York, going at once to his new home in Brooklyn,
where he attended the public schools. He was ambi-
tious as a lad and soon found employment, his compen-
sation for his work being two dollars and fifty cents a
week, from which he had to pay two dollars per week
for board, and twelve cents for ferry fare. At the age
of sixteen he became a clerk in a large dry goods store
in New York City, where he continued until 1S63.
However, he was not content, and that year he left for
the oil regions of Western Pennsylvania and became a
prospector. His operation in oil and gas proved re-
markably successful. In partnership with others, they
bought a gas plant for $49,000. The company was
formed, and Mr. Doubleday was elected secretary and
manager. Through his keen business ability and untir-
ing efforts, the business grew to such proportions that
they were able to dispose of the plant in a year and a
half for $410,000. In 18S0 he withdrew from the oil and
gas fields, turning his attention to the manufacturing
industry. This year he came to Jamestown and at once
became interested in textile manufacturing and other
enterprises. In 1889 he, with Mr. J. S. Patterson, pur-
chased the controlling interests of the Jamestown
Woolen Spinning Company and continued thus until
l8g6, when the company was incorporated under the
name of The Empire Worsted Mills. The original
stock of this company was one hundred thousand, which
since its incorporation, through the shrewd business
management of Mr. Doubleday, has greatly increased
from one hundred thousand, with a large surplus, to
one million stock, with a large surplus. The plant has
been extensively improved by the erection of two four-
storied buildings of brick and stone, with brick dye
house, two weaving buildings, brick finishing plant and
storage building. The floor space now in use comprises
three hundred thousand feet, and boiler capacity in-
creased from one hundred horse power to thirteen hun-
dred. The corporation also owns the Acme Worsted
Mills, employing nearly two hundred people. Nearly
si.x hundred employees are on the pay roll of The
Empire Worsted Mills. The products of these two
mills have a distinct place in the textile market of the
world and are sold through the company's offices in
New York, Philadelphia, Boston and Chicago, with
annual sales from two and a ha-lf million to three mil-
lion dollars. Mr. Doubleday held the office of presi-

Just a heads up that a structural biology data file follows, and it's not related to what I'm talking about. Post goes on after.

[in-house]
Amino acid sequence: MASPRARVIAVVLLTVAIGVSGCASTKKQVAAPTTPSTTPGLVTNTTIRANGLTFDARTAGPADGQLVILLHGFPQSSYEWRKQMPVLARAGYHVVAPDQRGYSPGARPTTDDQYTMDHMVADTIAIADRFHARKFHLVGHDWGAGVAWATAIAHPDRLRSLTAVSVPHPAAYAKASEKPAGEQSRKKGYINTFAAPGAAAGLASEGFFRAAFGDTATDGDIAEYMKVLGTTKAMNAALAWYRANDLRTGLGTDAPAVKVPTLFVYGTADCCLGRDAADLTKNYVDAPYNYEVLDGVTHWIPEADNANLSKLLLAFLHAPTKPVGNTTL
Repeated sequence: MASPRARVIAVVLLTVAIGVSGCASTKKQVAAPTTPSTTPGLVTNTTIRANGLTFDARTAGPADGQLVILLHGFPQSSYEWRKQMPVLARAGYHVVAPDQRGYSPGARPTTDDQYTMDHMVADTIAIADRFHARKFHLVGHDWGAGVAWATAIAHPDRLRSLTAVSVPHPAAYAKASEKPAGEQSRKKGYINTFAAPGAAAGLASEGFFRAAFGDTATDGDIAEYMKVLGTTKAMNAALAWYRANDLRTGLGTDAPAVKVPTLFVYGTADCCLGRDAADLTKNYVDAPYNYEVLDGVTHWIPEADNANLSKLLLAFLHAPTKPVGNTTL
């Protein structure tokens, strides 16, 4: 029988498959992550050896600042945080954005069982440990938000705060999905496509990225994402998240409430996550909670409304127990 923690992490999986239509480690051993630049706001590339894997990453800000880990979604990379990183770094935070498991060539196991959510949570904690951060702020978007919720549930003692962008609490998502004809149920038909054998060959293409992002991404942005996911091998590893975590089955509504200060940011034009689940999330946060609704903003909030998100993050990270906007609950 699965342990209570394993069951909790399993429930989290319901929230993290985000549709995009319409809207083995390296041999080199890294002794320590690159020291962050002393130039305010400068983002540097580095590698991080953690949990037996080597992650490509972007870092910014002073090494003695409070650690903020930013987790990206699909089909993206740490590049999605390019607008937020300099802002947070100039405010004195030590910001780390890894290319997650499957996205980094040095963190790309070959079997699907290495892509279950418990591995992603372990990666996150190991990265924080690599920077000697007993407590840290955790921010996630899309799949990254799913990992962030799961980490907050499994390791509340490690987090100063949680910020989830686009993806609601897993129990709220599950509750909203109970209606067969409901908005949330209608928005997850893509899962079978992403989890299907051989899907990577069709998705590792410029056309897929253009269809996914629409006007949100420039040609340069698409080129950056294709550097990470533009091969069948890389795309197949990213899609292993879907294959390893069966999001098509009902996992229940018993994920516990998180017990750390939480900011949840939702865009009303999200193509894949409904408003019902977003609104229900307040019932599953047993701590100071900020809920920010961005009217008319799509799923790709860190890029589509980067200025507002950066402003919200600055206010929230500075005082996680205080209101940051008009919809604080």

dent of the company until he retired from active busi-
ness in 1915, when he was elected president emeritus.
The other members of the corporation are: L. M. But-
man, president; W. D. Broadhead, vice-president, and
G. W. Berquist, secretary and treasurer.

Mr. Doubleday was also interested in the steel indus-
try. In iS8g he, with six others, organized the Du-
quesne Pennsylvania Steel Company at an investment
of one million five hundred thousand dollars. Mr.
Doubleday served as secretary of the company. This



enterprise, under Mr. Doubleday's management, also
proved a success, and in 1S92 it was sold to the Car-
negie Steel Company, and this is now one of its largest

Mr. Doubleday married (first") Maria L. Taylor, who
bore him three children: Mary, who is the widow of
E. D. Boyd, who resides in San Pedro, Los Angeles,
Cal.: William, who is a fruit grower and resides at
El Ca.ion. San Diego, Cal.; and Grace, who is wife of
Rev. Charles ^^^ Harris, and resides in Montana. Mr.
Doubleday married (.second) Nellie C. Thayer. By
this union there were three children: Ethelbert, de-
ceased: Edna, the wife of Rev. H. \V. Georgi; Sybil,
the wife of Frederick \V. Mix, of Jamestown.

Mr. Doubleday is a member of Petrolia Lodge, An-
cient Free and Accepted Masons, and the National
\\'ool Manufacturers' L'nion. In political belief he is
independent, voting for the man and measures which
are for the best interests of the people. Mr. Double-
day and his wife are members 01 the Baptist church.
They are much devoted to their family, and spend their